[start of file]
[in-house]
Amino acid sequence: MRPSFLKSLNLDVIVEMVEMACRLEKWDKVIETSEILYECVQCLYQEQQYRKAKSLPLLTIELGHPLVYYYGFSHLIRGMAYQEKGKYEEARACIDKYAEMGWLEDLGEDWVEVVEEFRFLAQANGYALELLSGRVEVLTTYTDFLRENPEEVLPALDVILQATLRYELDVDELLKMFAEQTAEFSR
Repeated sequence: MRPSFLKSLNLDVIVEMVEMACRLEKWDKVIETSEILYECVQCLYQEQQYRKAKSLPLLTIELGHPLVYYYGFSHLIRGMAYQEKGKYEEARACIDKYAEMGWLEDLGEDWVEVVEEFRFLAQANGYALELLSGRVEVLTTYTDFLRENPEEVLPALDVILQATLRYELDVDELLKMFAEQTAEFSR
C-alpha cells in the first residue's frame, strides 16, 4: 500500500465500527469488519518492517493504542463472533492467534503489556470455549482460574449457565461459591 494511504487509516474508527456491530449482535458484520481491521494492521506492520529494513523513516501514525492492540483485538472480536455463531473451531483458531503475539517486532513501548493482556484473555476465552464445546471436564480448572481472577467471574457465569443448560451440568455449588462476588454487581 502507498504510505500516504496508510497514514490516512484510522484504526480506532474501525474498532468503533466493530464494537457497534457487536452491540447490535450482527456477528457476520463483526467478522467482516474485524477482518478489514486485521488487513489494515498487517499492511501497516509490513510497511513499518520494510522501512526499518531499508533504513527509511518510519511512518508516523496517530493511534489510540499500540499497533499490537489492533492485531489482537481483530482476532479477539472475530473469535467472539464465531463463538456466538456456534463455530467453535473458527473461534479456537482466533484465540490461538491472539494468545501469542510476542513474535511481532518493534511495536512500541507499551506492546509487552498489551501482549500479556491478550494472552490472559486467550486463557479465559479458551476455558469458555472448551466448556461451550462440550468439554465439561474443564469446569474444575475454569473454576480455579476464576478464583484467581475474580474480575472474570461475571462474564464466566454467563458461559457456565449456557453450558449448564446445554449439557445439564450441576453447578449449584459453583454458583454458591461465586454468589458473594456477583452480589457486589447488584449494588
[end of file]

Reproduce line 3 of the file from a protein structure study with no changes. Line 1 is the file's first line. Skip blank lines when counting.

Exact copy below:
Repeated sequence: MRPSFLKSLNLDVIVEMVEMACRLEKWDKVIETSEILYECVQCLYQEQQYRKAKSLPLLTIELGHPLVYYYGFSHLIRGMAYQEKGKYEEARACIDKYAEMGWLEDLGEDWVEVVEEFRFLAQANGYALELLSGRVEVLTTYTDFLRENPEEVLPALDVILQATLRYELDVDELLKMFAEQTAEFSR